(4) hunting for things not already known to be in the particle zoo.

The Berkeley group was the largest, with two professors, three senior research scientists, one postdoc, and three graduate students. They were assisted by an engineer and several technicians. The Princeton group had two two professors and one graduate student (me!). We had two engineers and several technicians working with us. The Fermilab group had a small number of staff scientists and a postdoc.

Berkeley built the multiwire proportional chambers, trigger hodoscopes, calorimeter, and part of the data acquisition system for the experiment. Princeton built the drift chambers and other parts of the data acquisition system. Fermilab provided the muon beam and maintained the beamline instrumentation. We designed, assembled, and tested everything during 1975 - 1977, installed the experiment at Fermilab in 1977, took data from summer 1977 through May 1978, then analyzed everything for several years after that.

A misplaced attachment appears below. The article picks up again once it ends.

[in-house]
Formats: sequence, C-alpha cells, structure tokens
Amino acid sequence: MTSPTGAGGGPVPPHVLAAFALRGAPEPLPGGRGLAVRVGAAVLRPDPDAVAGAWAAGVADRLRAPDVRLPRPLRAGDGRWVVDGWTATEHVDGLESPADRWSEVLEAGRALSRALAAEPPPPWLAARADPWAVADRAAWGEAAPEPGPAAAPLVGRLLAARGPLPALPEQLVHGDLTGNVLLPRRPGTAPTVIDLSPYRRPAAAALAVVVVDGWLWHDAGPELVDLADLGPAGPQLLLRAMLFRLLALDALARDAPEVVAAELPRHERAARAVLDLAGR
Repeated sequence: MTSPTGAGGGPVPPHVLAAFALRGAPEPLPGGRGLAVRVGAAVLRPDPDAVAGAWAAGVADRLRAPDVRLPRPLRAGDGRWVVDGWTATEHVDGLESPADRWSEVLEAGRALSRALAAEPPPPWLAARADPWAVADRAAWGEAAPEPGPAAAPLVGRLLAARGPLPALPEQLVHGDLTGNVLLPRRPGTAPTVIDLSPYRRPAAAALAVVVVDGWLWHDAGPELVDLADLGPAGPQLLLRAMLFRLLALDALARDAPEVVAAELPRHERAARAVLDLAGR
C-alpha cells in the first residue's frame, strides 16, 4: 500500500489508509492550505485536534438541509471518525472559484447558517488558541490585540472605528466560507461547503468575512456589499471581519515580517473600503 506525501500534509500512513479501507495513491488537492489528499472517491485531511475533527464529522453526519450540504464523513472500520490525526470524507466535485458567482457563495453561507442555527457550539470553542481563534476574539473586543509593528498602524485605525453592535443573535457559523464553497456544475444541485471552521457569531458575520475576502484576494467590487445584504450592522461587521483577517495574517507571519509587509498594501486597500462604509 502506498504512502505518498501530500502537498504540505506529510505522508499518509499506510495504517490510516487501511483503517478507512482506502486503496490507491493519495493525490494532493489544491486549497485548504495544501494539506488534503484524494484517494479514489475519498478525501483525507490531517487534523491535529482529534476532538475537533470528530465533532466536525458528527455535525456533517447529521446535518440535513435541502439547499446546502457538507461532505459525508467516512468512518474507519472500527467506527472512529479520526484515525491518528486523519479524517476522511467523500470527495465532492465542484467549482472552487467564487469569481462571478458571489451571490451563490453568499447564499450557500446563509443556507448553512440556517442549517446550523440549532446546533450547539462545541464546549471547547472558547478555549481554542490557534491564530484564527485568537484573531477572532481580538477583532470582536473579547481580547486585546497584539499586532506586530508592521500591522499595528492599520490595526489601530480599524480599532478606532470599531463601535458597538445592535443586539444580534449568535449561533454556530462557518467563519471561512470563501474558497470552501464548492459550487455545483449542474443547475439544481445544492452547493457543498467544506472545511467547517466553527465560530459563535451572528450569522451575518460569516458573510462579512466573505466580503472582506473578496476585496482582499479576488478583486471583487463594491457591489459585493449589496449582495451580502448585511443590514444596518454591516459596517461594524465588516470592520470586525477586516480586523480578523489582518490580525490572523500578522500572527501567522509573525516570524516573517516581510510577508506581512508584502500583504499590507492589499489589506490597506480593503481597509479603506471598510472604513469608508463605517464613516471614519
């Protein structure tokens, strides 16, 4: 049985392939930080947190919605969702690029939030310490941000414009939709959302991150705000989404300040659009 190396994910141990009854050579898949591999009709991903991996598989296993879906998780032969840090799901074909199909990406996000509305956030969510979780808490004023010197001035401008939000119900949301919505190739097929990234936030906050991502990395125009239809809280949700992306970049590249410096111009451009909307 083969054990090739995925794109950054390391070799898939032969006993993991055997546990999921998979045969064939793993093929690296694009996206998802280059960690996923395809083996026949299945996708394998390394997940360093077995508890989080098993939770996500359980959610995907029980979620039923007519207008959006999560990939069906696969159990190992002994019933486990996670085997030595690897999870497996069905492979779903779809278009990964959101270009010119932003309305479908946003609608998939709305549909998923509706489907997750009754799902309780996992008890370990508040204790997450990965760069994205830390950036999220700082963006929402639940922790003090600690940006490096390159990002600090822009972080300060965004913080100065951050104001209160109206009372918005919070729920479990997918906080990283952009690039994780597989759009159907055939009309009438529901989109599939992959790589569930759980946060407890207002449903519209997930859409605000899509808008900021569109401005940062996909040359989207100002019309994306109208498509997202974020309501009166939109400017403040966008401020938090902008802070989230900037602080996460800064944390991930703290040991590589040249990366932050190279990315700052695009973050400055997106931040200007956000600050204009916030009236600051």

Creation of the track reconstruction algorithms and detector Monte Carlo simulation were the most challenging and time-consuming parts of the analysis. After we had that in hand, we split the data off into separate physics studies based on the number of muons in the final state. Peter did topic (1), I did topic (2), Tom did topic (3), and Wesley did topic (4). The collaboration's tradition was for each student to spend time reworking their PhD thesis into a long journal article, to be published in Physical Review D. So that's what we did.

I had my analysis finished by the beginning of the summer of 1980, and published the results in a pair of short papers in Physical Review Letters. I spent the rest of the summer writing a much longer Physical Review D article that contains the bulk of my thesis. The papers are available online, and I refer the interested reader to them.

At the end of the summer I spent a few days backpacking in Yosemite with one of the other students, then began working on a different experiment at the University of Chicago while waiting for my committee to go over my thesis. My thesis defense was in November, 1980 after which I had finished all the requirements for a PhD. The Princeton trustees had their bulk-award-of-degrees-meeting in January 1981, thus the date on my diploma.